Fort Mose or Moosa (Moh say) is created by Spanish Colonial Governor, Manuel de Montiano as a free black settlement.
Francisco Menendez, African born and baptized as Spanish, is assigned as the fort's leader.
- Word of a free black settlement reaches into the English colonies. In 1739 the Stono Rebellion had dozens of blacks who try to escape to Spanish Florida. They are unsuccessful.
- In 1740 colonists want to eliminate this haven for runaways and send a force commanded by James Oglethorpe, who destroys the fort.
- Spanish troops, Indians, and black militia counterattack and Oglethorpe retreats back to Savannah, Georgia.
- Citizens from the fort move to St. Augustine until Fort Mose is rebuilt in 1752.
- In 1763 East Florida becomes part of England as a term for the Peace of Paris. Most Spaniards, including, black and native Americans, evacuate to Spanish, Cuba. Source
A pair of colonial traders murder a Susequehannock hunter. Colonial officials promise justice. They apprehend the suspects and organize a trial to punish the suspects. Imagining this will gain the respect of the Native communities. However, the Susequehannock advocate for a process of acknowledgment, restitution and reconciliation. They achieve it with a treaty in Albany, New York. Source
The Great Awakening or First Great Awakening
- Protestant religious revival in northern Europe and British America from 1720 - 1740 with a second about 1770.
- An evangelical and revitalization movement with a permanent impact on American Protestantism and American government.
- Higher education institutions like Princeton, Brown, Rutgers, and Dartmouth are created to educate students with this enlightened view.
- Dissent from established religion with a focus on a more diverse view of religious toleration and democratic religious experiences that influence the American Revolution.
- See also: John Wesley, John Calvin, Calvinism, born again in Jesus Christ, George Whitefield, Jonathan Edwards, Anne Hutchinson, ... Source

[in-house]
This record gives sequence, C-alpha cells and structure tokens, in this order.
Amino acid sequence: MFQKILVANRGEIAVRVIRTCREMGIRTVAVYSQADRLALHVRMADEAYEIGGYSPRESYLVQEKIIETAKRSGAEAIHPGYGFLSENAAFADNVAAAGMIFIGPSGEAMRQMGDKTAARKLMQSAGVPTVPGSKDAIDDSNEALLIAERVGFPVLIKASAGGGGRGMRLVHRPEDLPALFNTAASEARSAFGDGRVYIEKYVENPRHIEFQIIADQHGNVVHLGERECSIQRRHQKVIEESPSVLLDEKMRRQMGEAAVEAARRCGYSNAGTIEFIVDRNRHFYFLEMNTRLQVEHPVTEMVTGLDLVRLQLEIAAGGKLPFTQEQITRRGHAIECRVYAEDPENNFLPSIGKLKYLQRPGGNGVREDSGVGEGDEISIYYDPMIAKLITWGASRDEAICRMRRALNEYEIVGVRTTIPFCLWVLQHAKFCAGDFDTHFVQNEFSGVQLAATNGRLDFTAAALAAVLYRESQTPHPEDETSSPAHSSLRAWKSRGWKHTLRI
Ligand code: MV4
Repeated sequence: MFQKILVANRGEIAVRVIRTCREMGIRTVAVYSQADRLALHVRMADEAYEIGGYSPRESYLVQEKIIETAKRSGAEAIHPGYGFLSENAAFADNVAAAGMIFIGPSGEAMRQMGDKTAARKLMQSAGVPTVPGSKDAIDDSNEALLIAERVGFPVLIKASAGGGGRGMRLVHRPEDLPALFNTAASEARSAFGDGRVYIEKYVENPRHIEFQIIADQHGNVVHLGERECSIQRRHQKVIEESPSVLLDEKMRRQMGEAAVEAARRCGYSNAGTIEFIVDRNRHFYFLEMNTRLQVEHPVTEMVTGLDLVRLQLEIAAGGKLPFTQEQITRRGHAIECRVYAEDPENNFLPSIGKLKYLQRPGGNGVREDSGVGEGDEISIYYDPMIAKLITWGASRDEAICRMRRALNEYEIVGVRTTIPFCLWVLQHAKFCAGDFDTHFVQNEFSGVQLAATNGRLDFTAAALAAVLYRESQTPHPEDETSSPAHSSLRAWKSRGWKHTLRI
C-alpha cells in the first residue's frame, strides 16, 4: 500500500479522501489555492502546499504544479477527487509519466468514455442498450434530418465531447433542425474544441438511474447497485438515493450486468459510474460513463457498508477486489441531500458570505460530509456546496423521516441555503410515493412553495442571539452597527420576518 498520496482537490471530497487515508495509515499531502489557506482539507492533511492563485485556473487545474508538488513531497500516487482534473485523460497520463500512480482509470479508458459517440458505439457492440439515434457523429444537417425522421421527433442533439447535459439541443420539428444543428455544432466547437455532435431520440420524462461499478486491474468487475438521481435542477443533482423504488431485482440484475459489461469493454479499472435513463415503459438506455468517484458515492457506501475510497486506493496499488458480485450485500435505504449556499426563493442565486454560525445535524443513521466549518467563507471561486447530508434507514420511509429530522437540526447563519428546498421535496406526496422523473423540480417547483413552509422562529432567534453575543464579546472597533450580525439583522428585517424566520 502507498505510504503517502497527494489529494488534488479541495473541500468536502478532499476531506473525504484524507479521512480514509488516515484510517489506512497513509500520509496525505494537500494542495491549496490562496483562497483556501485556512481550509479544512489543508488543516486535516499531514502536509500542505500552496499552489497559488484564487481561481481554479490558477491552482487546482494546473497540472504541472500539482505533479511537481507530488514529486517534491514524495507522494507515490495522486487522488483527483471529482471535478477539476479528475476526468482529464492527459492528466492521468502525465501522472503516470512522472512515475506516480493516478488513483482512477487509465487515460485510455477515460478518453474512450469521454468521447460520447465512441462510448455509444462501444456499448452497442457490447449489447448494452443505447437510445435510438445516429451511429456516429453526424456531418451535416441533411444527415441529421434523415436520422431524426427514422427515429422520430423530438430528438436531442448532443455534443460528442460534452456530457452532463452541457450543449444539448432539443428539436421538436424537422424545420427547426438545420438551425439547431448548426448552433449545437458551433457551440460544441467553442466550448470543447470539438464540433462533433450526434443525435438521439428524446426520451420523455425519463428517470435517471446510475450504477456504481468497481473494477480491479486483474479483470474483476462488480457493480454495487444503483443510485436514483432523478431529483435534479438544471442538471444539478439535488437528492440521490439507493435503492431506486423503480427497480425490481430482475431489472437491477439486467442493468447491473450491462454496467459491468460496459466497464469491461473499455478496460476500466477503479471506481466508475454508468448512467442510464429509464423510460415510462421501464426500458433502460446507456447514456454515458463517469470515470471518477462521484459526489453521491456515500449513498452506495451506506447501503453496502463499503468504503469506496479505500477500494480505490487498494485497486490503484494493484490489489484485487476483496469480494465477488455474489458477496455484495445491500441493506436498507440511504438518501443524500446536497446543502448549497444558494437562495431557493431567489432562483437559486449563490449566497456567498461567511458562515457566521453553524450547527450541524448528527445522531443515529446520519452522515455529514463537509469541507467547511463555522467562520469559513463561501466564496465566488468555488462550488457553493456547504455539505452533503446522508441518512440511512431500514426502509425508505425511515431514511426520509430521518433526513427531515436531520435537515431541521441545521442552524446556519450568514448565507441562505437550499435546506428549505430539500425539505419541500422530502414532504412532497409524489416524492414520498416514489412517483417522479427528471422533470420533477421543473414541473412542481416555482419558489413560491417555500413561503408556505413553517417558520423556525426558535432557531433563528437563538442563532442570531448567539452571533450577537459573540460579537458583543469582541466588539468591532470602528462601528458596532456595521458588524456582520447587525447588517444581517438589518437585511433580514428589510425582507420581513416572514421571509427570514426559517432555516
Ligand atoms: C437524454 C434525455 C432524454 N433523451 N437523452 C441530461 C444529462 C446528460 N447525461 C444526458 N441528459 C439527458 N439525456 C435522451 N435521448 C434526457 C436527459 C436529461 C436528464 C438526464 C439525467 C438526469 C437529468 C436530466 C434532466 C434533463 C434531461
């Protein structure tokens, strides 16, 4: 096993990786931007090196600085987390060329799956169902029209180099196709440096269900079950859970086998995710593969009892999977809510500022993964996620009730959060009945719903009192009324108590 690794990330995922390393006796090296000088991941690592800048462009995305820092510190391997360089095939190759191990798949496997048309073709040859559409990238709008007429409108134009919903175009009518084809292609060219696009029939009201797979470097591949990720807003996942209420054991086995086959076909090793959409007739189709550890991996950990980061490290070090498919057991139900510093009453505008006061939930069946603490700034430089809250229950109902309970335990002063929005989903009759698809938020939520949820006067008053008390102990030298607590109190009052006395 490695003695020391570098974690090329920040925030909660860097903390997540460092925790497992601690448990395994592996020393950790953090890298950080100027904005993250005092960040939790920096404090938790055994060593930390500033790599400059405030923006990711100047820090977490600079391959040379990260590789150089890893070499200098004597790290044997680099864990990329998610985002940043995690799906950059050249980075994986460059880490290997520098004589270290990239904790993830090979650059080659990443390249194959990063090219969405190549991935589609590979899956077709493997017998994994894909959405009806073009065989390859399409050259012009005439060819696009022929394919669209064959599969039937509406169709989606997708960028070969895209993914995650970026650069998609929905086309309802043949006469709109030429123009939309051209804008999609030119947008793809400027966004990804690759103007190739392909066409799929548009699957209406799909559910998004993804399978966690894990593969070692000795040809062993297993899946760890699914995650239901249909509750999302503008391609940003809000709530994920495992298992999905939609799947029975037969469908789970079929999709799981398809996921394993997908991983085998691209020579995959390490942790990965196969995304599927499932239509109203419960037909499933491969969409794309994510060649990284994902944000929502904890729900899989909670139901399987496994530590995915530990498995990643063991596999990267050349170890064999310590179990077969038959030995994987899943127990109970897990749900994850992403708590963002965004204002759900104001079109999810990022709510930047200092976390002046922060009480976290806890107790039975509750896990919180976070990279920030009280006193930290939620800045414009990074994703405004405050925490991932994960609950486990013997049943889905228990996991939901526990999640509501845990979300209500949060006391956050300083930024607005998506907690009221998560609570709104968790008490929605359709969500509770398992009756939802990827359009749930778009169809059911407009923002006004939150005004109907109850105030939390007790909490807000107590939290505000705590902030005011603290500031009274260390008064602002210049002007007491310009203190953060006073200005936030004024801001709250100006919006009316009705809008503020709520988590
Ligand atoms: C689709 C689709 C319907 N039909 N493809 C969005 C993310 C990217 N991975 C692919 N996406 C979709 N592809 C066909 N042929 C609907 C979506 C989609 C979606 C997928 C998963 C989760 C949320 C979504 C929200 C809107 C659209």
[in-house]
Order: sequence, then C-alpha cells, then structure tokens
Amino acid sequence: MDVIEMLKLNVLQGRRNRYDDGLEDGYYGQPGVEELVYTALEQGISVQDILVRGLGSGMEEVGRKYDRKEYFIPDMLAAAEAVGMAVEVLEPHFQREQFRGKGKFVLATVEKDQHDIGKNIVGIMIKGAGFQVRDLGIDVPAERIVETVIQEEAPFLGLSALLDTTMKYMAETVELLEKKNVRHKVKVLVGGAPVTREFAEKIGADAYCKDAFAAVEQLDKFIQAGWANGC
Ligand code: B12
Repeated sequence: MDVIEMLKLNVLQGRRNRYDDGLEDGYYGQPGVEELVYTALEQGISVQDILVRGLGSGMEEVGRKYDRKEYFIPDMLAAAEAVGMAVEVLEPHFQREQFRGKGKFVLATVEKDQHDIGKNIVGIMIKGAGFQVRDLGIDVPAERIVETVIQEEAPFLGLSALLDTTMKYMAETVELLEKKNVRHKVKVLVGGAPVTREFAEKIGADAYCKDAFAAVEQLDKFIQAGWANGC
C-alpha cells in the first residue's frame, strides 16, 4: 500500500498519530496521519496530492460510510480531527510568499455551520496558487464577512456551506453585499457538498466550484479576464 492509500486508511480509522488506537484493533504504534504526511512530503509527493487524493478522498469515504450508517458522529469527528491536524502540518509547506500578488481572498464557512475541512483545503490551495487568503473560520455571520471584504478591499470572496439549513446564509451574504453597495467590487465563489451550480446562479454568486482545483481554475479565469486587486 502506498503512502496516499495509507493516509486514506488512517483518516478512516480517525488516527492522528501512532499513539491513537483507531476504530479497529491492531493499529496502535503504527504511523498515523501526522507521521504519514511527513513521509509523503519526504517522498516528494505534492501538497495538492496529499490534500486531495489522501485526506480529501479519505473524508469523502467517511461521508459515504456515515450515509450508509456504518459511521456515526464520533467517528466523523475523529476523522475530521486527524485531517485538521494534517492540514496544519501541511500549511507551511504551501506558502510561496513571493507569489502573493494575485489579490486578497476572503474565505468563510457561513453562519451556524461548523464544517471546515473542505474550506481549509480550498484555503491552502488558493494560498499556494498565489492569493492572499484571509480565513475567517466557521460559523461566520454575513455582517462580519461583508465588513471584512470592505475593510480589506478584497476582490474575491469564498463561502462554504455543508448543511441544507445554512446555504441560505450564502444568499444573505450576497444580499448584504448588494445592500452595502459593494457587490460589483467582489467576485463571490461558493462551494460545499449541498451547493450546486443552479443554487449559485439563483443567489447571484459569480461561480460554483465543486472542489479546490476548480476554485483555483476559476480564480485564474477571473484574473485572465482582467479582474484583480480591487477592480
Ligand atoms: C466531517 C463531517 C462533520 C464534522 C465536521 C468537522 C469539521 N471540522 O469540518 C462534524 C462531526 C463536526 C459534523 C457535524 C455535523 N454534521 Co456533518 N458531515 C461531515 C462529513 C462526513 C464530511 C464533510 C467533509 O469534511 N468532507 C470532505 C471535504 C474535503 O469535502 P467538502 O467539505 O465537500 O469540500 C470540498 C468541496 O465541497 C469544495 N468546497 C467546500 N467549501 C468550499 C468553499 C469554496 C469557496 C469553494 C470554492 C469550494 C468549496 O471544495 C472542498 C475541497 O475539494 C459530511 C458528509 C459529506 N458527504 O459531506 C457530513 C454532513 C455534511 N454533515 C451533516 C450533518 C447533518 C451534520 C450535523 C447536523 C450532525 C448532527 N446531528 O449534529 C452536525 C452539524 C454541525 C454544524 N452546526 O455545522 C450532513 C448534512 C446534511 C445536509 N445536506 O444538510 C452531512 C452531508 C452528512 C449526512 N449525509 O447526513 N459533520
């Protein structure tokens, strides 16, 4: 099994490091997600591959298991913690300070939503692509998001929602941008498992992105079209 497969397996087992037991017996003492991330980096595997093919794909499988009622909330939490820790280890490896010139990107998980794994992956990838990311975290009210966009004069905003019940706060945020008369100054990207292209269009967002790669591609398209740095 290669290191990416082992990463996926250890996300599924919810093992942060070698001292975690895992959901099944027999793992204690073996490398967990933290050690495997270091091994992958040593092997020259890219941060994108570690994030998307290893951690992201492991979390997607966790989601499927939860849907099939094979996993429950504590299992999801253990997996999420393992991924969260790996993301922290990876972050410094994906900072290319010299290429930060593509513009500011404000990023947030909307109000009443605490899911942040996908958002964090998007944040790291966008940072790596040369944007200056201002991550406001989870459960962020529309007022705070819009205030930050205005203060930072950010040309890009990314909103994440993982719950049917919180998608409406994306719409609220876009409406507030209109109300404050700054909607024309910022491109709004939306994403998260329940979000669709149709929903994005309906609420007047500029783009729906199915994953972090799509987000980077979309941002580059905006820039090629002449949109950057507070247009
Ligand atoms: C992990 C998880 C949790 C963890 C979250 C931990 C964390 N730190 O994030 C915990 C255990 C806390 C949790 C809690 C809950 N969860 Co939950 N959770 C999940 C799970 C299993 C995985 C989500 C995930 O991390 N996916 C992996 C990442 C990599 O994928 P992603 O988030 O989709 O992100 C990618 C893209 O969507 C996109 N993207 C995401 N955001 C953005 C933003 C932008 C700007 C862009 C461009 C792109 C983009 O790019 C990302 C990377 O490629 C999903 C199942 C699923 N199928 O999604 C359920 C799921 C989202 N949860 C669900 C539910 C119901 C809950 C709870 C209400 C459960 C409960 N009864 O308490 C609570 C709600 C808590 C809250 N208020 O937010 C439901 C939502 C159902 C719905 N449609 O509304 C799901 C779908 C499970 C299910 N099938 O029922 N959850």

Defines political power as a:
"...right of making Laws with Penalties of Death, and consequently all less Penalties, for the Regulating and Preserving of Property, and of employing the force of the Community, in the Execution of such Laws and in defence of the Commonwealth from Foreign Injury, and all this only for the Publick Good."
Other ideas he represents, argues for, and participates in:
- Defend the claim that men are by nature free and equal against any claim that God made all people subjects of a monarch or that a monarch had a divine right to rule.
- Defend the right to life, liberty, and property
- Defend unrestricted capitalist accumulation.
- Said individual consent is the mechanism by which governments are created and given legitamacy.
- Argue government's power to promote the common good extends to actions to increase population, improve a military, strengthen the economy and infrastructure, and so on, for the purpose of preserving the public good.
- Believe the law of nature, is the natural moral way to justify rightness or wrongness of human conduct. It requires no logical necessity. It is determined directly or indirectly based on evidence of experience. An empiricist principle, that all knowledge, including moral knowledge, is derived from experience and therefore not innate.